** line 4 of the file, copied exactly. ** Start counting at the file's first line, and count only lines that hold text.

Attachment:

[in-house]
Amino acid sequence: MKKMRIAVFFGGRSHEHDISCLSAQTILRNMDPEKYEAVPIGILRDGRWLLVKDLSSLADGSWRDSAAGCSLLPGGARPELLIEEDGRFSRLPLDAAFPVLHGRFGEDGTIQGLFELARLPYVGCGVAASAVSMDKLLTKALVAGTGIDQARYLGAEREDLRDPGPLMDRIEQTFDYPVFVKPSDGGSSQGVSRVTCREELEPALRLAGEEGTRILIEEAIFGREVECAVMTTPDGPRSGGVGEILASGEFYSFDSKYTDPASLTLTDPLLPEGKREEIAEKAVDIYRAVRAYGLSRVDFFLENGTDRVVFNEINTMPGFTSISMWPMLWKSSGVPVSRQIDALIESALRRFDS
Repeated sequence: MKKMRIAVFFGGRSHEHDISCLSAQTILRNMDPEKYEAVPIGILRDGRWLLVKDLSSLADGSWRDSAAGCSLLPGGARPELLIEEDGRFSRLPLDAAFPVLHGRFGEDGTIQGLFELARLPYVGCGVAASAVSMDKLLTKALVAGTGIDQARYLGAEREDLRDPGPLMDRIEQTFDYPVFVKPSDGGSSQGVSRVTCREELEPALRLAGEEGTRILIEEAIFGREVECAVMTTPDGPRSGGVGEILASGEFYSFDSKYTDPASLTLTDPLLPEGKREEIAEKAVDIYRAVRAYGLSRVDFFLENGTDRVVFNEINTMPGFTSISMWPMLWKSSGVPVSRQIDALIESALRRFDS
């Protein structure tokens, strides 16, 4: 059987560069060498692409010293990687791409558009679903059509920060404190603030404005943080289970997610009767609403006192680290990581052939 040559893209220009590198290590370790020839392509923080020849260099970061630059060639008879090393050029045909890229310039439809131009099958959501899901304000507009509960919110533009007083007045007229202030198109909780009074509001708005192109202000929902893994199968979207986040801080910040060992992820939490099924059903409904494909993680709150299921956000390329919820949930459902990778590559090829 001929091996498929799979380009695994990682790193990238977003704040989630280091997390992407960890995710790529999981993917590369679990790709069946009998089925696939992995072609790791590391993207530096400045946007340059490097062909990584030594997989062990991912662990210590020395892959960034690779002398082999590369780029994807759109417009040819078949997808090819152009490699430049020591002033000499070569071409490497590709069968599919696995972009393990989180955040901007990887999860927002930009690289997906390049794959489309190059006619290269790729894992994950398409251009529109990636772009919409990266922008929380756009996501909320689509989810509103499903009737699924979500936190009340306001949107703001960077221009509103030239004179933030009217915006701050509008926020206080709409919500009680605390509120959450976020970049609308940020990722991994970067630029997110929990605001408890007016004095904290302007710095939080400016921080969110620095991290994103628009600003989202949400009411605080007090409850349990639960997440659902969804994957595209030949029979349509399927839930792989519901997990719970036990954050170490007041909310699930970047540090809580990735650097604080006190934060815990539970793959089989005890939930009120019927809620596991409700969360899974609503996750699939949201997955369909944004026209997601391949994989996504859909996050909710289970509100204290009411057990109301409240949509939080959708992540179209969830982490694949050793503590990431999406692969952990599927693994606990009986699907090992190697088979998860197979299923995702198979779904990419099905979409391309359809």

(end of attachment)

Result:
């Protein structure tokens, strides 16, 4: 059987560069060498692409010293990687791409558009679903059509920060404190603030404005943080289970997610009767609403006192680290990581052939 040559893209220009590198290590370790020839392509923080020849260099970061630059060639008879090393050029045909890229310039439809131009099958959501899901304000507009509960919110533009007083007045007229202030198109909780009074509001708005192109202000929902893994199968979207986040801080910040060992992820939490099924059903409904494909993680709150299921956000390329919820949930459902990778590559090829 001929091996498929799979380009695994990682790193990238977003704040989630280091997390992407960890995710790529999981993917590369679990790709069946009998089925696939992995072609790791590391993207530096400045946007340059490097062909990584030594997989062990991912662990210590020395892959960034690779002398082999590369780029994807759109417009040819078949997808090819152009490699430049020591002033000499070569071409490497590709069968599919696995972009393990989180955040901007990887999860927002930009690289997906390049794959489309190059006619290269790729894992994950398409251009529109990636772009919409990266922008929380756009996501909320689509989810509103499903009737699924979500936190009340306001949107703001960077221009509103030239004179933030009217915006701050509008926020206080709409919500009680605390509120959450976020970049609308940020990722991994970067630029997110929990605001408890007016004095904290302007710095939080400016921080969110620095991290994103628009600003989202949400009411605080007090409850349990639960997440659902969804994957595209030949029979349509399927839930792989519901997990719970036990954050170490007041909310699930970047540090809580990735650097604080006190934060815990539970793959089989005890939930009120019927809620596991409700969360899974609503996750699939949201997955369909944004026209997601391949994989996504859909996050909710289970509100204290009411057990109301409240949509939080959708992540179209969830982490694949050793503590990431999406692969952990599927693994606990009986699907090992190697088979998860197979299923995702198979779904990419099905979409391309359809």